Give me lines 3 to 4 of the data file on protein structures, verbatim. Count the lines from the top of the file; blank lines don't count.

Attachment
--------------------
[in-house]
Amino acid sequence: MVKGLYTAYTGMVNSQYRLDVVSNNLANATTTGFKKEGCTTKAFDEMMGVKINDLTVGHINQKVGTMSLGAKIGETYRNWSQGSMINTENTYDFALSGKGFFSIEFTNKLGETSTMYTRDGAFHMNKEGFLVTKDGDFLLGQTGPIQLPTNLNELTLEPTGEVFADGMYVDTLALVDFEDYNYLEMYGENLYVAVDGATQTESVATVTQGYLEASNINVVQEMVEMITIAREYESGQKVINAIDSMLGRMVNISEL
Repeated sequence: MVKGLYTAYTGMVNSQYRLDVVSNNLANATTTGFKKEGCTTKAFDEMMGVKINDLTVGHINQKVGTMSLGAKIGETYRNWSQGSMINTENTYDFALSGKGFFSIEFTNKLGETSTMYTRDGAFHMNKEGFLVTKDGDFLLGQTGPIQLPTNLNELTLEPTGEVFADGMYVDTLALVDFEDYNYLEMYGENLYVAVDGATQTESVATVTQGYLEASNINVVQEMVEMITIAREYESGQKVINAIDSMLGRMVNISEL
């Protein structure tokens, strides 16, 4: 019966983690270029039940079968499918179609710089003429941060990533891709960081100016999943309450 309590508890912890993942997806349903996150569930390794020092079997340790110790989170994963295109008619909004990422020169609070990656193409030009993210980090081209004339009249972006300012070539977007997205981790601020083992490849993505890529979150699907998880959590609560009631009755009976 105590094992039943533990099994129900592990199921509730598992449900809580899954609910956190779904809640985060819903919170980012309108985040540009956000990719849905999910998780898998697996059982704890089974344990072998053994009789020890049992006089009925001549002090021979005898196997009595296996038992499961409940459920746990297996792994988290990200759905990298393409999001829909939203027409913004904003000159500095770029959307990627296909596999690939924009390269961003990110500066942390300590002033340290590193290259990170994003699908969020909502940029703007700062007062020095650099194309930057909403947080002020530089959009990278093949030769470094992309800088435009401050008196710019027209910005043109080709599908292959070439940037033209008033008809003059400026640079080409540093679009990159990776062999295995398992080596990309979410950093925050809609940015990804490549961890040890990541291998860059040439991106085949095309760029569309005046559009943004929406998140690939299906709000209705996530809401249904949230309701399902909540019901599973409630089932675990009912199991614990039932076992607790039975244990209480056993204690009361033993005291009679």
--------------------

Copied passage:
Repeated sequence: MVKGLYTAYTGMVNSQYRLDVVSNNLANATTTGFKKEGCTTKAFDEMMGVKINDLTVGHINQKVGTMSLGAKIGETYRNWSQGSMINTENTYDFALSGKGFFSIEFTNKLGETSTMYTRDGAFHMNKEGFLVTKDGDFLLGQTGPIQLPTNLNELTLEPTGEVFADGMYVDTLALVDFEDYNYLEMYGENLYVAVDGATQTESVATVTQGYLEASNINVVQEMVEMITIAREYESGQKVINAIDSMLGRMVNISEL
């Protein structure tokens, strides 16, 4: 019966983690270029039940079968499918179609710089003429941060990533891709960081100016999943309450 309590508890912890993942997806349903996150569930390794020092079997340790110790989170994963295109008619909004990422020169609070990656193409030009993210980090081209004339009249972006300012070539977007997205981790601020083992490849993505890529979150699907998880959590609560009631009755009976 105590094992039943533990099994129900592990199921509730598992449900809580899954609910956190779904809640985060819903919170980012309108985040540009956000990719849905999910998780898998697996059982704890089974344990072998053994009789020890049992006089009925001549002090021979005898196997009595296996038992499961409940459920746990297996792994988290990200759905990298393409999001829909939203027409913004904003000159500095770029959307990627296909596999690939924009390269961003990110500066942390300590002033340290590193290259990170994003699908969020909502940029703007700062007062020095650099194309930057909403947080002020530089959009990278093949030769470094992309800088435009401050008196710019027209910005043109080709599908292959070439940037033209008033008809003059400026640079080409540093679009990159990776062999295995398992080596990309979410950093925050809609940015990804490549961890040890990541291998860059040439991106085949095309760029569309005046559009943004929406998140690939299906709000209705996530809401249904949230309701399902909540019901599973409630089932675990009912199991614990039932076992607790039975244990209480056993204690009361033993005291009679």